Low sugar diet helps treat fatty liver disease

Low sugar diet helps treat fatty liver disease


Most people have never heard of “non-alcoholic fatty liver disease” (NAFLD). But this disease is important, and is becoming more common, even in children. NAFLD has become one of the main reasons people need liver transplants. 

There is no medication that helps this disease. Now a study, just published in the Journal of the American Medical Association (JAMA), suggests an effective way to help treat this problem.

What is “non-alcoholic fatty liver disease”?

This disease is marked by a build-up of fat in the liver. This sort of fat build-up happens also in people who drink too much alcohol, but in NAFLD, the person drinks little or no alcohol. Rather, the cause of NAFLD usually is a bad diet, from eating too much sugar.  Many people with NAFLD are obese as well. 

Is NAFLD serious?

It depends on how much fat is in the liver. In milder cases, which often has no symptoms NAFLD increases the risk of diabetes and heart disease. In 10 to 20% of cases, the fat infiltration progresses and causes more severe problems, with inflammation and scarring. Scar tissue replaces normal liver cells. 

Eventually this can progress to cirrhosis, liver failure (requiring a transplant), or liver cancer. These are the same liver problems that are seen in heavy drinkers, but again, in NAFLD the cause is not alcohol, but excess sugar in the diet.

How common is it?

NAFLD is not uncommon in developed countries where people eat too much sugar and processed foods. In the USA, an estimated 20% of adults, and 10% of children, have NAFLD. As the rates of obesity rise, so does NAFLD. Approximately 2 to 3% of adults have the more serious form of NAFLD that can develop into cirrhosis and liver cancer.

Most people who have the milder form of NAFLD are unaware of their problem, unless it is discovered on an abdominal ultrasound or MRI scan. People usually only have symptoms if the fat replacement of the liver cells continues to worsen. In these cases, people may have abdominal pain, fatigue, or swelling of the abdomen. Some people develop the yellow skin characteristic of cirrhosis.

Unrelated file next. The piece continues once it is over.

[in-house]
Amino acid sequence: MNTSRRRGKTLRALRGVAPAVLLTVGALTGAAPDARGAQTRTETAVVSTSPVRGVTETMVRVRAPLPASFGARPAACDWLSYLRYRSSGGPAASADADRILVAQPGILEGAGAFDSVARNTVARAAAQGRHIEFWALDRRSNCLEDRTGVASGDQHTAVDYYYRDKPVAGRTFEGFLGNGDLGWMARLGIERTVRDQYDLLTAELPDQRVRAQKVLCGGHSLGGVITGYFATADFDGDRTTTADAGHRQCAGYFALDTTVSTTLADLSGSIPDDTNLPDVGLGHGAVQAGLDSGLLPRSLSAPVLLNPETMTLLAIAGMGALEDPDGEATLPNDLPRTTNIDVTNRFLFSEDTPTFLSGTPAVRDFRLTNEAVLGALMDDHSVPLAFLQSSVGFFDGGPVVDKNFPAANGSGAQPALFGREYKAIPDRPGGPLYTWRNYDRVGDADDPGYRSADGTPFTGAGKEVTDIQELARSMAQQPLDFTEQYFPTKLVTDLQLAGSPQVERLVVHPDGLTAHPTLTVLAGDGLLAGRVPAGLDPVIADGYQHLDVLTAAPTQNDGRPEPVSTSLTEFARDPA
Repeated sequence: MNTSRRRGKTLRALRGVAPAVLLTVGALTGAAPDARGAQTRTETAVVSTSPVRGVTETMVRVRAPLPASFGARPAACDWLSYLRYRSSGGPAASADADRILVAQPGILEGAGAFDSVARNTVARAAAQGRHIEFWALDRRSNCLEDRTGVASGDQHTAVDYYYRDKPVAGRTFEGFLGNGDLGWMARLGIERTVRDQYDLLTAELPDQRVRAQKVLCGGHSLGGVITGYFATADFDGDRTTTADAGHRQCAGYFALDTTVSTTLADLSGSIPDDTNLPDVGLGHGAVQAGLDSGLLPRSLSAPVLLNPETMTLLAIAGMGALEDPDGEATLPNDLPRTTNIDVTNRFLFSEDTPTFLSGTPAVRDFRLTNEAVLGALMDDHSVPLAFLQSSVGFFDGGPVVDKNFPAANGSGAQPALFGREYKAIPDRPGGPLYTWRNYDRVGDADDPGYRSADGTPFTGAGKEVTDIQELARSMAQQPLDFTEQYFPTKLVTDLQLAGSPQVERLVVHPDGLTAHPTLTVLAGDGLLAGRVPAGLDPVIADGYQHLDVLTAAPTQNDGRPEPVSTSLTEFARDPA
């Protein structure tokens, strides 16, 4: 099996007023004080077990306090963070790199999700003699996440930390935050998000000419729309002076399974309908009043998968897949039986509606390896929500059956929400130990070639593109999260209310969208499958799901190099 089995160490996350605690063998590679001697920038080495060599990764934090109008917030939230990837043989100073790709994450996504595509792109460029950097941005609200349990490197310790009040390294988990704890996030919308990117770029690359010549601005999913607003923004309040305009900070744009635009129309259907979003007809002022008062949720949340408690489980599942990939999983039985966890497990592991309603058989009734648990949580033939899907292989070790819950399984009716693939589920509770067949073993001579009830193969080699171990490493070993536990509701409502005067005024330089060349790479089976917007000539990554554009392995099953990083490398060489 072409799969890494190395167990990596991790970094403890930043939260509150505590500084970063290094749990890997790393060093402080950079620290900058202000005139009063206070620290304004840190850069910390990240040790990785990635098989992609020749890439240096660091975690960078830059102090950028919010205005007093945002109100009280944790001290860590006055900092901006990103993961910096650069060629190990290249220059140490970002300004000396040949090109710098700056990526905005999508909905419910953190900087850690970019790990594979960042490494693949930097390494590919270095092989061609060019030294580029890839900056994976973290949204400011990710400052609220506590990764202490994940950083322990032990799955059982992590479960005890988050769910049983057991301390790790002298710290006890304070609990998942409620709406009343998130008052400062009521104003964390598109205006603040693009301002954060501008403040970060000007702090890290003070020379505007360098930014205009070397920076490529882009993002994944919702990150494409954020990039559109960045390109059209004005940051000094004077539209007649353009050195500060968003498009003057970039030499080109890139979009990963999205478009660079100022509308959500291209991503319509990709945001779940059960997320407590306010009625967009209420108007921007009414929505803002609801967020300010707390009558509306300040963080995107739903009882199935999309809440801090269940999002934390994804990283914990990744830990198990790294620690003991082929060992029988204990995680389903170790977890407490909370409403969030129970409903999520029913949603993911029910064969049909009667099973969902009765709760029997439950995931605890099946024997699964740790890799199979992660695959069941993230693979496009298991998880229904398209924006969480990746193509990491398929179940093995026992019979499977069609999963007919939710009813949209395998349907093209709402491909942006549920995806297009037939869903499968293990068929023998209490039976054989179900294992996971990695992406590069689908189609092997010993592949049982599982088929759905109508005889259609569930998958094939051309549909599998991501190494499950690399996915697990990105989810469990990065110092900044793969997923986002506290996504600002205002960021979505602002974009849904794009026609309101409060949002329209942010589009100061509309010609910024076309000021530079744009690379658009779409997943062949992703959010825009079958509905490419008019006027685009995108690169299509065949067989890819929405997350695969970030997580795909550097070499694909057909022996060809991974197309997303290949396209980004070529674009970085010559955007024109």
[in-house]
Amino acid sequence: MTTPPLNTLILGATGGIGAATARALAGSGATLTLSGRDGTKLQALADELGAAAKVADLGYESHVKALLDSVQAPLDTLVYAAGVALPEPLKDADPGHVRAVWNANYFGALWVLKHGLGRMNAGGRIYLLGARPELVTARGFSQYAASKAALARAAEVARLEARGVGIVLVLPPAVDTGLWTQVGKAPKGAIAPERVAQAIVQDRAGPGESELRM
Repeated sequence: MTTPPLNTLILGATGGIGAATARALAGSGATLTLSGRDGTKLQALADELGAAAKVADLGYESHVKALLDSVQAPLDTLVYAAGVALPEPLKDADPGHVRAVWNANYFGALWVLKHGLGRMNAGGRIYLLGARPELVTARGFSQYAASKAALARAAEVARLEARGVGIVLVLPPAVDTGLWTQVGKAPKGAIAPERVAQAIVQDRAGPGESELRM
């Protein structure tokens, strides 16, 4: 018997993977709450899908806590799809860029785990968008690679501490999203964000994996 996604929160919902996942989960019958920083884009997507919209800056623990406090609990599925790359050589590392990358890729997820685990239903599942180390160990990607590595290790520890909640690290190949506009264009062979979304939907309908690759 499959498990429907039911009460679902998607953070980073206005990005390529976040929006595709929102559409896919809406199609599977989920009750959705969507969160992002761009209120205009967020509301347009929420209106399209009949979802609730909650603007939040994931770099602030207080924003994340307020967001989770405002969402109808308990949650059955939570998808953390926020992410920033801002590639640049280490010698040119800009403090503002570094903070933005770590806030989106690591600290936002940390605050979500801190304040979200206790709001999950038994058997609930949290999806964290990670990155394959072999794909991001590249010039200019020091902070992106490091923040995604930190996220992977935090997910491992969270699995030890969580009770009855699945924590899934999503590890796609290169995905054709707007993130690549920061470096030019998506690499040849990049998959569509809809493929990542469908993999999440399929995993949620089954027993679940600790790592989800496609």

What was the new research and treatment?

The JAMA researchers recruited 40 adolescent boys who already had documented NAFLD and split them into two groups. One group continued their normal diet, while the other group was placed on a low-sugar diet. At the beginning of the study and then at the end, at 2 months, the boys all had abdominal MRI scans and blood tests to check their liver function.

The researchers were smart enough to put the entire family of the test group on a low-sugar diet. They believed that if the whole family followed the diet, it would be easier for the boys to comply. The families were given food packages twice a week with all the (no added sugar) food they needed. 

The boys in the test group were not restricted in calories. They could eat as much as they wanted, but no fruit juices, sodas, sweet desserts, or foods with added sugars. The boys were allowed all the fruits they wanted, as the natural sugars in fruits are not harmful.

Much healthier livers 

At the end of the study, the boys in the restricted sugar diet had a remarkable 31% decrease in liver fat compared with the boys who continued their normal diets. The low sugar children also had a 40% improvement in their liver function blood tests (ALT levels).

Another reason to cut back on sugar!

While this study was done in children, it is likely that adults with fatty livers would benefit in the same way. This gives us all another good reason to avoid adding sugar to foods and drinks, and check labels and choose items without added sugars. Not only will it help you lose weight, but will help your liver lose fat, and return more to normal. 

To find a doctor, of any specialty, anywhere in Brazil, check out our website: www.Procuramed.com.

See also in ProcuraMed:

Our amazing liver: how it keeps us healthy

Eight ways to keep your liver healthy

Esta postagem também está disponível em: Portuguese (Brazil)

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